Here's the thing Walter.
It's not government's money shelling out that $13B (or whatever the figure comes out to...) but rather it's a government mandate that the railways buy into the technology. So it's the railways spending this money.
And besides, this is all down in the US. So while the Canadian railways will be impacted, due to their lines running in the states, it won't necessarily mean that it's happening here.
Two things I expect will happen:
1) Expect to see two fleets of locomotives - one capable of leading freights in the US and another of units restricted to Domestic Canadian service or trailing/DPU service.
2) railway pricing to go up to cover the costs, especially on loads which require the PTC. This will inevitably be passed onto the end consumer.
On 2013-04-13, at 7:08 AM, Walter Pfefferle <email@example.com> wrote:
> I find it ridiculous with the very small number of passengers killed on
> trains spending $13 billion can be justified.
> Train accidents involving death of passengers are very few but get front
> page coverage and are hot buttons for politicians. The number of
> commuter train running each day in major centers is in the thousands
> with no deaths reported.
> PTC will do nothing to prevent people from drivers their cars or trucks
> into trains killing passengers and causing disasters which cause more
> deaths than train accidents. PTC would not have prevented the derailment
> in Mississauga caused by a hot wheel or in Florida caused by a boat
> hitting a bridge.
> I just think $13 billion can be spent better on health care and other
> areas that improve the quality of life than on some politicians pet project.
> *Walter Pfefferle
> Beachville Ont
> On 4/13/2013 8:17 AM, Jon Calon wrote:
>> The expenditure for PTC is for all trains on the affected lines, which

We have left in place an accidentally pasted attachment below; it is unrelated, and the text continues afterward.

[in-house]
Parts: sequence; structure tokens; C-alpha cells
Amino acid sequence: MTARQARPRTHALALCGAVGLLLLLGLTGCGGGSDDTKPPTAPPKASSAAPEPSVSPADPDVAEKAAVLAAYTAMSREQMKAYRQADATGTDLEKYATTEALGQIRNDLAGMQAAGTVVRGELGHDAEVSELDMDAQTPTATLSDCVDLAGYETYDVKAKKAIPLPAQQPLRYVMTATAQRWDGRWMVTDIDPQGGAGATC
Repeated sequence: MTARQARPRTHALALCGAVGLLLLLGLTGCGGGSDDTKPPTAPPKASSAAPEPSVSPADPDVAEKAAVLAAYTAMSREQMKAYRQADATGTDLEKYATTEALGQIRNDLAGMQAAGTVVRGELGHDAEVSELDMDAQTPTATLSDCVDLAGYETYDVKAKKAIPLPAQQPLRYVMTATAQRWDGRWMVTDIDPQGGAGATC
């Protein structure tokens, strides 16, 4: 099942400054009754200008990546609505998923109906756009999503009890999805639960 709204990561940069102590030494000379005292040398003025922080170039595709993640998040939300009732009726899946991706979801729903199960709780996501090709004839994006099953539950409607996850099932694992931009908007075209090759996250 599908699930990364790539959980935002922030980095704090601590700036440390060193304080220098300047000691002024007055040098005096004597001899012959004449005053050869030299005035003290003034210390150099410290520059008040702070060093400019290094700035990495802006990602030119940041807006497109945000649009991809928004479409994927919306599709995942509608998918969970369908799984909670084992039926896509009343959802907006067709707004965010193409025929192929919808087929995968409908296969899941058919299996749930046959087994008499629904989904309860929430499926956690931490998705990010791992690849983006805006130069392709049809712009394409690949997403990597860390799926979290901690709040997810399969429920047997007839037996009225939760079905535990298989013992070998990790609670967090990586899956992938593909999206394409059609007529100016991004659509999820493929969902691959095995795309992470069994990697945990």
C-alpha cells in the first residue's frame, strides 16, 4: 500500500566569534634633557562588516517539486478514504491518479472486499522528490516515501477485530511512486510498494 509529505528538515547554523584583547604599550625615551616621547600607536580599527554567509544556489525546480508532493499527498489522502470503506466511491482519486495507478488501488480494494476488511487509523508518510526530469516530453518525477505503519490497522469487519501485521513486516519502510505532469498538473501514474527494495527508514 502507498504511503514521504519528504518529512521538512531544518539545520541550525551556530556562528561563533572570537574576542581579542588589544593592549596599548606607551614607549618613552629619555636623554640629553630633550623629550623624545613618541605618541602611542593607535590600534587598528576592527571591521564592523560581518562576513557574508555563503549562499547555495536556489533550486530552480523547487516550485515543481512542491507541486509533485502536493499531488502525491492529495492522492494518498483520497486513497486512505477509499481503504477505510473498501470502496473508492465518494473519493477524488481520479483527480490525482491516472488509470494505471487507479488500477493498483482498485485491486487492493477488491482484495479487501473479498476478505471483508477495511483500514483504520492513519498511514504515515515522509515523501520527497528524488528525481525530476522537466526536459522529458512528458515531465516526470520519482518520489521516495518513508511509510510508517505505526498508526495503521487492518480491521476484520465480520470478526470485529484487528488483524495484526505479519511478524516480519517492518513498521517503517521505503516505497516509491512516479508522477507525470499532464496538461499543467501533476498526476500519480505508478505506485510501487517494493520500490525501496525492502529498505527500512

>> are (and correct me if I'm wrong) all lines carrying passengers or
>> dangerous goods on freight trains. Given how many placarded cars
>> travel around the states, that effectively means all trains will need
>> PTC installed.
>> The lives saved wouldn't just be the passengers aboard the trains but
>> also in the communities which the railways pass through. Still an
>> expensive proposition...
>> On 2013-04-12, at 10:23 PM, Knut <firstname.lastname@example.org
>> <mailto:knut%40kos.net>> wrote:
>>> How realistic is that $13 Billion number/
>>> Sounds like an awful lot considering the amount of passenger service
>> operating in the US (and Canada).
>>> For Canada, would it not make sense to just install a system like
>> that in the Quebec City to Windsor corridor?
>>> I assume the cost is related to the distance covered.
>>> PS - Of all the modes of travel, By foot, bicycle, motor vehicle,
>> bus, train, airplane, boat, I feel the safest going by train.
>>> On 2013-04-12, at 11:25 AM, James wrote:
>>>> I found that to be in interesting number, given the push for PTC on
>> railroads, which is expected to cost in the order of $13 Billion in
>> the US, and perhaps prevent something like three passenger deaths a
>> year, on average. (I'm using US statistics, since I haven't seen any
>> Canadian ones for comparison.)
> [Non-text portions of this message have been removed]
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